As an administrator, there are times when you log into an account and find that you have forgotten the password.
In Ubuntu’s single-user mode, changing the root password is a simple operation. Before proceeding, make sure you’re logged in with an account that has administrative privileges.
We’ll use Ubuntu 22.04 for the demonstration. However, the process should work without problems with other versions and distros.
Start by rebooting the system into Single-user mode. In the GRUB menu, choose the desired boot item with the arrow keys. Underneath, you can see that the e key allows you to change the boot parameters.
Start editing the boot parameters. Locate the line starting with linux or linux16 and add single at the end. Next, locate ro quiet splash $vt_handoff
and replace it with rw init=/bin/bash.
Press Ctrl + X to boot with the modified boot parameters.
When the system boots up, you will be in the Single User mode console with root privileges. The prompt will indicate that you are in a root shell. The file system is mounted in READ ONLY mode.
So, the next step is to remount the filesystem with WRITE permissions. For this, run the command:
# mount -o remount,rw /Now, use the passwd command to change the root password. We suggest choosing a strong password. Now, reboot the system with the reboot command.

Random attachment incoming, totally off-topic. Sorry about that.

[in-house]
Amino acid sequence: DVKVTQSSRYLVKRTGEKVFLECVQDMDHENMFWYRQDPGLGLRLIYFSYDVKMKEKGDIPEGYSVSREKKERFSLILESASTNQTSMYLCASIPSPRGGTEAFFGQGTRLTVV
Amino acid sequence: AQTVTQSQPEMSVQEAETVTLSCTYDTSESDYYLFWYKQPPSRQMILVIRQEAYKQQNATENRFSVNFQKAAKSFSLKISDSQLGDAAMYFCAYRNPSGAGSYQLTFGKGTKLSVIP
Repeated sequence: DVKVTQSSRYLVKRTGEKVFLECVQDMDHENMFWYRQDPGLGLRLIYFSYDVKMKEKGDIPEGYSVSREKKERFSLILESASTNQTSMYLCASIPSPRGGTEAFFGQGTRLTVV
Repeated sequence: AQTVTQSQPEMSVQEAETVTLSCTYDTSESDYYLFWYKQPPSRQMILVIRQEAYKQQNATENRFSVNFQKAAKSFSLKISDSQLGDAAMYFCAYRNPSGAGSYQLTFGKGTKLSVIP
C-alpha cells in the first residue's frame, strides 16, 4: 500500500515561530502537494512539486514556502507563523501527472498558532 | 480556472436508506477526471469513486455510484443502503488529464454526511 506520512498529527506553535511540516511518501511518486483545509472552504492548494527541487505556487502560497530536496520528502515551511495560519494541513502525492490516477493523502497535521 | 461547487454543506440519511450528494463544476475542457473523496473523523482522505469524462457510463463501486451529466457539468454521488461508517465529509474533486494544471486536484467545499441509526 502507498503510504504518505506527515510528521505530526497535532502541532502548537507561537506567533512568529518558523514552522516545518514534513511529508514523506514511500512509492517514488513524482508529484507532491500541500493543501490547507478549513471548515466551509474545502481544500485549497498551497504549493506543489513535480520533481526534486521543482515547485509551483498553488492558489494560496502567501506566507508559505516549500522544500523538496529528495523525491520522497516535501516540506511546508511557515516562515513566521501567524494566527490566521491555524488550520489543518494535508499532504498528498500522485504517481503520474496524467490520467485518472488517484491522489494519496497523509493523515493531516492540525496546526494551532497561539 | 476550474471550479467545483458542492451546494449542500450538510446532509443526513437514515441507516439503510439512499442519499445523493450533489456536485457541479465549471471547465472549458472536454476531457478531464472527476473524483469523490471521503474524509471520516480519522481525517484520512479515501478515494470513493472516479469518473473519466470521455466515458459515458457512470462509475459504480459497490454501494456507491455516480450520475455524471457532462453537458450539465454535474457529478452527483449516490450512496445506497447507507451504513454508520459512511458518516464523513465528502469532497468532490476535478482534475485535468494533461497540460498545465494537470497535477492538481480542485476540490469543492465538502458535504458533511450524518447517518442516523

Once the system has rebooted, log in using the new root password.
If you are on a CentOS system, you can follow these steps to reset the root password in the Single User mode.
How to Reset the Lost Password for a Linux User
Let’s consider the scenario where you log in with a username and try to change the password. The simplest way to do it is to log in as root or a sudo user and change the user’s password with the passwd command.
Now, if the system uses LDAP authentication, the command could need the user’s lost password.
To address this issue, you can replicate the encrypted password of a user that’s usually stored in the /etc/shadow file.
We assume that you are logged in as the administrator.
Start the process by opening the /etc/shadow file in your preferred file editor. We’ll open it in VIM with the following command:
# vi /etc/shadow
Locate the user and find the encrypted password. This will be the sequence of characters following the user’s name, positioned between two colons (:).
Next, identify another user whose password you are aware of. Copy the encrypted password string of this second account and replace the password string of the target user with it.